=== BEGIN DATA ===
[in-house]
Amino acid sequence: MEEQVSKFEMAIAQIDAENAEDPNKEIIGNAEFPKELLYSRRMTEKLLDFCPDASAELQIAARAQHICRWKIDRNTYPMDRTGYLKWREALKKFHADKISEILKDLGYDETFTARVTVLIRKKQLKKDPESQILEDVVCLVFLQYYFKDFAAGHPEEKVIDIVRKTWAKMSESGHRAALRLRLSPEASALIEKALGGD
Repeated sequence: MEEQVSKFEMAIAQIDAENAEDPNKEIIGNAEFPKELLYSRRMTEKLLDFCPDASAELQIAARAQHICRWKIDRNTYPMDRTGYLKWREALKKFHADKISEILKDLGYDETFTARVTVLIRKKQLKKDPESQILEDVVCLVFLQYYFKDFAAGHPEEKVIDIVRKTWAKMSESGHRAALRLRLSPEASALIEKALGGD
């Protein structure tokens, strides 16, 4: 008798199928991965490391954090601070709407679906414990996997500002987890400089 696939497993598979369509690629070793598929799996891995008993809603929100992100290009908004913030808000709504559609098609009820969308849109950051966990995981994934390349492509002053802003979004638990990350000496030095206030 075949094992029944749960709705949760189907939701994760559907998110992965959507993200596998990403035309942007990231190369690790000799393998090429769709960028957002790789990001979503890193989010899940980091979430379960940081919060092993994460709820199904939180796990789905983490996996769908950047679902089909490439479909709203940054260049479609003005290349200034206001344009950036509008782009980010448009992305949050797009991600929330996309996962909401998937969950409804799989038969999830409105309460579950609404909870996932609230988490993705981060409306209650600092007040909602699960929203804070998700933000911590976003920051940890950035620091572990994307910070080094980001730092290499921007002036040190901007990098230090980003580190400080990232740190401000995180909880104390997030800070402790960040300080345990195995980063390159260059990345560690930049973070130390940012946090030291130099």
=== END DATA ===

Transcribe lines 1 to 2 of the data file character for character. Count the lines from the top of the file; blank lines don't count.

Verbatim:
[in-house]
Amino acid sequence: MEEQVSKFEMAIAQIDAENAEDPNKEIIGNAEFPKELLYSRRMTEKLLDFCPDASAELQIAARAQHICRWKIDRNTYPMDRTGYLKWREALKKFHADKISEILKDLGYDETFTARVTVLIRKKQLKKDPESQILEDVVCLVFLQYYFKDFAAGHPEEKVIDIVRKTWAKMSESGHRAALRLRLSPEASALIEKALGGD